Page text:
Purchase this article with an account.
D.N. Kulacoglu, J. Costantino, F.Y. Demirci, L. Wickerham, B. Fisher, N. Walmark, M.B. Gorin; Tamoxifen and Retinal Vaso–Occlusive Disease . Invest. Ophthalmol. Vis. Sci. 2004;45(13):5269.
Download citation file:
© ARVO (1962-2015); The Authors (2016-present)
Purpose: Tamoxifen is an estrogen receptor modulator used in the treatment of breast cancer, both as a valuable adjuvant and as a chemopreventive agent. Concerns have been raised about its potential complications to the eye and a major question is whether or not the previously demonstrated increased risk for systemic thromboembolic disease would be similarly observed for retinal vessel occlusive disease (RVOD). The purpose of the present study was to evaluate the adverse effects data from the NSABP–sponsored Breast Cancer Prevention Trial (BCPT; P–1) for the prevalence of RVOD in both the treatment and control groups. Methods: A total of 13,204 subjects were included in the trial. Participants were randomly assigned to the double–masked treatment groups of placebo (6608 women) or tamoxifen (6596 women). The number of women experiencing RVOD were tabulated and average annual incidence rates per 1000 person years were calculated by treatment group. The relative risk and 95% confidence intervals were determined. Overall, the placebo and tamoxifen–treatment groups were very similar with respect to the frequency of conventional systemic and ocular risk factors for thrombosis, such as diabetes, smoking, hypertension and glaucoma. Results: The different forms of RVOD were too infrequent for individual statistical analyses. In aggregate, these lesions showed no statistical evidence (p=0.32) of an increased prevalence in the tamoxifen–treated cohort (11 cases) as compared to that of the control group (8 cases). The average annual rates per 1000 of RVOD were 0.29 and 0.40, respectively. The relative risk of a vaso–occlusive event associated with tamoxifen was 1.37 with a 95% confidence interval of 0.50 to 3.93. Conclusion: The low rate of RVOD in the tamoxifen group should provide some reassurance to those taking this therapy, since it appears to be lower than that associated with other known conventional risk factors. Given that the prior evidence regarding ocular effects of tamoxifen has been predominantly from case reports, one must view any efforts to establish a causal relationship of tamoxifen with RVOD with a great deal of caution. The evaluation of the effects of any drug requires a sufficient sample size and a masked controlled study in order to unambiguously establish its safety and complication profile.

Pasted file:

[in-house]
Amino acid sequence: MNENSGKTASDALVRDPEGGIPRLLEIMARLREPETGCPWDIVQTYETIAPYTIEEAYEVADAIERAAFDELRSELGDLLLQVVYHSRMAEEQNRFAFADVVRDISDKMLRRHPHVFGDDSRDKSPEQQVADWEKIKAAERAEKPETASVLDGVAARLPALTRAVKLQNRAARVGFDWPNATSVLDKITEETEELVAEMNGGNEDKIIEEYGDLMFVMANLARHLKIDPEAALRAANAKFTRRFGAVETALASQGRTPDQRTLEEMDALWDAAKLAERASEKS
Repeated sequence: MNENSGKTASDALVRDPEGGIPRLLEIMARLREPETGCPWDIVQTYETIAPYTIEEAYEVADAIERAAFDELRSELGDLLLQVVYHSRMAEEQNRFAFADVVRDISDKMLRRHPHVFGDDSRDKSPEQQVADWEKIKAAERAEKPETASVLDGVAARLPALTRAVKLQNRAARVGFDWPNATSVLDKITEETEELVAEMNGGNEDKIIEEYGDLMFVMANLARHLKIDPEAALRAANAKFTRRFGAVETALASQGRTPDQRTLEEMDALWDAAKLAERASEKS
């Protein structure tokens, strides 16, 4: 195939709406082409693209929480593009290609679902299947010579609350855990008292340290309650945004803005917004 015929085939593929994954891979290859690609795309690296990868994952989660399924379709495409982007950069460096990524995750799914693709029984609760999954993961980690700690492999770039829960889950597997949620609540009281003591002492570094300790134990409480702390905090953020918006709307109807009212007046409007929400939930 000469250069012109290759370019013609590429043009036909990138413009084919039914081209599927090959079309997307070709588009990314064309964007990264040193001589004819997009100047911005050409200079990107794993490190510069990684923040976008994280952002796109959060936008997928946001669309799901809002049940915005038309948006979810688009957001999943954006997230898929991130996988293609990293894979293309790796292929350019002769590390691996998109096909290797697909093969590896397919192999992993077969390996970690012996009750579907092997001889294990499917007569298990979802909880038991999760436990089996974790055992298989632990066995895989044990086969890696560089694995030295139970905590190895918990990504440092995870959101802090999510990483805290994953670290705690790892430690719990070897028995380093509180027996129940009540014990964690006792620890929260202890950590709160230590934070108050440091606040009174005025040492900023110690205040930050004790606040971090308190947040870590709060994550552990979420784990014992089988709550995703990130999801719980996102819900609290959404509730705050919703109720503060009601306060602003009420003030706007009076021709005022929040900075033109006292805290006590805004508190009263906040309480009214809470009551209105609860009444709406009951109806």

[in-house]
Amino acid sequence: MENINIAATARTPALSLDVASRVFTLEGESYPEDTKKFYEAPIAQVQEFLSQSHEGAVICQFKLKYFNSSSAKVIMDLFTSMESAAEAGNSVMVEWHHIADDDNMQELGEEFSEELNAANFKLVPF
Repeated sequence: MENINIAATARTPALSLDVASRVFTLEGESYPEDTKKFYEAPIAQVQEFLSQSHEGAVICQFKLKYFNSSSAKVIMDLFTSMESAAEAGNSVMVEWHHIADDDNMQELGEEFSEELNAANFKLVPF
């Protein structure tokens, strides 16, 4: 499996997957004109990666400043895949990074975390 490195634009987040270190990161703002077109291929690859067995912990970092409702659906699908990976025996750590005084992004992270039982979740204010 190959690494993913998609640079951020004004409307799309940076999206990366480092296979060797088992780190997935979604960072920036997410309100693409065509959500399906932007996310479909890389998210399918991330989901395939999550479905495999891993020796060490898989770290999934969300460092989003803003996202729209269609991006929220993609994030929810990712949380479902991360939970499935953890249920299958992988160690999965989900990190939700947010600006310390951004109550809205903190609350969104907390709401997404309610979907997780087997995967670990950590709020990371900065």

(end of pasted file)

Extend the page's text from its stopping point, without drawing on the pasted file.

This PDF is available to Subscribers Only